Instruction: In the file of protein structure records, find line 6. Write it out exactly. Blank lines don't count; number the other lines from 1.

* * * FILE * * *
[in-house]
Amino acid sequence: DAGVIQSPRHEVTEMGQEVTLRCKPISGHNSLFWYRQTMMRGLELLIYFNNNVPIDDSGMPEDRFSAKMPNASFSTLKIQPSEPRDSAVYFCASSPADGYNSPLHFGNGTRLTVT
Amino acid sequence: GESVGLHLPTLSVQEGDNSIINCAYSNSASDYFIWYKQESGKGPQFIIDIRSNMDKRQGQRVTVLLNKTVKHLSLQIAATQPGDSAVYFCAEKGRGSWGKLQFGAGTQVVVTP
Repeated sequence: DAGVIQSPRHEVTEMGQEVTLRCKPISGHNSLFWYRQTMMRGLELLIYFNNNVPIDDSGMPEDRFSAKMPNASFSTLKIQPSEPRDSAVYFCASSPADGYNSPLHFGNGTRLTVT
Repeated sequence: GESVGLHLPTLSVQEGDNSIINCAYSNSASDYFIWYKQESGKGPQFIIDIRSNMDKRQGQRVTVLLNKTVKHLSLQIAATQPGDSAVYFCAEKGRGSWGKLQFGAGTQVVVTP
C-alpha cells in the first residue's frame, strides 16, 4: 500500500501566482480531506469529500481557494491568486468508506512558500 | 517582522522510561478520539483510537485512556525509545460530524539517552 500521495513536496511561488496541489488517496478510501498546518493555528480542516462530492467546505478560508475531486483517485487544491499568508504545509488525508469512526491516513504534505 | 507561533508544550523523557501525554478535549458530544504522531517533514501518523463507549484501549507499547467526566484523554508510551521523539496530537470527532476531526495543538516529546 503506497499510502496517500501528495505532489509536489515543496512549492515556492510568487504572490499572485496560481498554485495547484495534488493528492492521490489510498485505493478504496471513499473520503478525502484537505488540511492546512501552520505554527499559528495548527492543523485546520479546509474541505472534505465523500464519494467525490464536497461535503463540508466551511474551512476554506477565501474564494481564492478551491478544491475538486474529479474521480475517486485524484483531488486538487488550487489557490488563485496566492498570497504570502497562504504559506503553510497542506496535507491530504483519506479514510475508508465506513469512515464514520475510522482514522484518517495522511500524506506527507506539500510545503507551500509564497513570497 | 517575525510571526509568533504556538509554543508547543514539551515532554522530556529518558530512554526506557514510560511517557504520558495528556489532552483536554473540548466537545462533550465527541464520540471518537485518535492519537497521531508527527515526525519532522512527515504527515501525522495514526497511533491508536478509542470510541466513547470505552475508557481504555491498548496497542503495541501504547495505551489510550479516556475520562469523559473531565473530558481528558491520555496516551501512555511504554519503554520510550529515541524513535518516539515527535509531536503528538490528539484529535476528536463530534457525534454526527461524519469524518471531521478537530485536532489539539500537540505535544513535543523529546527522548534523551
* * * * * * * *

C-alpha cells in the first residue's frame, strides 16, 4: 500500500501566482480531506469529500481557494491568486468508506512558500 | 517582522522510561478520539483510537485512556525509545460530524539517552 500521495513536496511561488496541489488517496478510501498546518493555528480542516462530492467546505478560508475531486483517485487544491499568508504545509488525508469512526491516513504534505 | 507561533508544550523523557501525554478535549458530544504522531517533514501518523463507549484501549507499547467526566484523554508510551521523539496530537470527532476531526495543538516529546 503506497499510502496517500501528495505532489509536489515543496512549492515556492510568487504572490499572485496560481498554485495547484495534488493528492492521490489510498485505493478504496471513499473520503478525502484537505488540511492546512501552520505554527499559528495548527492543523485546520479546509474541505472534505465523500464519494467525490464536497461535503463540508466551511474551512476554506477565501474564494481564492478551491478544491475538486474529479474521480475517486485524484483531488486538487488550487489557490488563485496566492498570497504570502497562504504559506503553510497542506496535507491530504483519506479514510475508508465506513469512515464514520475510522482514522484518517495522511500524506506527507506539500510545503507551500509564497513570497 | 517575525510571526509568533504556538509554543508547543514539551515532554522530556529518558530512554526506557514510560511517557504520558495528556489532552483536554473540548466537545462533550465527541464520540471518537485518535492519537497521531508527527515526525519532522512527515504527515501525522495514526497511533491508536478509542470510541466513547470505552475508557481504555491498548496497542503495541501504547495505551489510550479516556475520562469523559473531565473530558481528558491520555496516551501512555511504554519503554520510550529515541524513535518516539515527535509531536503528538490528539484529535476528536463530534457525534454526527461524519469524518471531521478537530485536532489539539500537540505535544513535543523529546527522548534523551